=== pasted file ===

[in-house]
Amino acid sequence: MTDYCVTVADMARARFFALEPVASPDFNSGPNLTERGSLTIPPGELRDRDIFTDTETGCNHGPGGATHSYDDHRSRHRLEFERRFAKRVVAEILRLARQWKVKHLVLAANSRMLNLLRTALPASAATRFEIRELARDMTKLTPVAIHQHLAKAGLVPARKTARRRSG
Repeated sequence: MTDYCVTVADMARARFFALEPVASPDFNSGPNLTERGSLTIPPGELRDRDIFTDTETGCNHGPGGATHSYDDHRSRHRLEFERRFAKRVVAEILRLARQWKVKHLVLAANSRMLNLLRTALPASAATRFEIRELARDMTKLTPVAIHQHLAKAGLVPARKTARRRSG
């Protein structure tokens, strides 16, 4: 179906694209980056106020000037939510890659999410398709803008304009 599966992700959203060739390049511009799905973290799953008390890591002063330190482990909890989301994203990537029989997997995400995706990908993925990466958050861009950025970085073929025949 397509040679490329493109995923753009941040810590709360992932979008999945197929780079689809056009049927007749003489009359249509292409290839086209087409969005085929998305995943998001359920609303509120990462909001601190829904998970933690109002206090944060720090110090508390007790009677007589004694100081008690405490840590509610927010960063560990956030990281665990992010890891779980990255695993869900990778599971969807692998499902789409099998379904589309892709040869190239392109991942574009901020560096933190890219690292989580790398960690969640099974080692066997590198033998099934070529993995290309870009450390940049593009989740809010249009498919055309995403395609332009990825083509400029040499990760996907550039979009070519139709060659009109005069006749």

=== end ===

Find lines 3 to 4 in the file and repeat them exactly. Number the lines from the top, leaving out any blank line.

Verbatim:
Repeated sequence: MTDYCVTVADMARARFFALEPVASPDFNSGPNLTERGSLTIPPGELRDRDIFTDTETGCNHGPGGATHSYDDHRSRHRLEFERRFAKRVVAEILRLARQWKVKHLVLAANSRMLNLLRTALPASAATRFEIRELARDMTKLTPVAIHQHLAKAGLVPARKTARRRSG
């Protein structure tokens, strides 16, 4: 179906694209980056106020000037939510890659999410398709803008304009 599966992700959203060739390049511009799905973290799953008390890591002063330190482990909890989301994203990537029989997997995400995706990908993925990466958050861009950025970085073929025949 397509040679490329493109995923753009941040810590709360992932979008999945197929780079689809056009049927007749003489009359249509292409290839086209087409969005085929998305995943998001359920609303509120990462909001601190829904998970933690109002206090944060720090110090508390007790009677007589004694100081008690405490840590509610927010960063560990956030990281665990992010890891779980990255695993869900990778599971969807692998499902789409099998379904589309892709040869190239392109991942574009901020560096933190890219690292989580790398960690969640099974080692066997590198033998099934070529993995290309870009450390940049593009989740809010249009498919055309995403395609332009990825083509400029040499990760996907550039979009070519139709060659009109005069006749």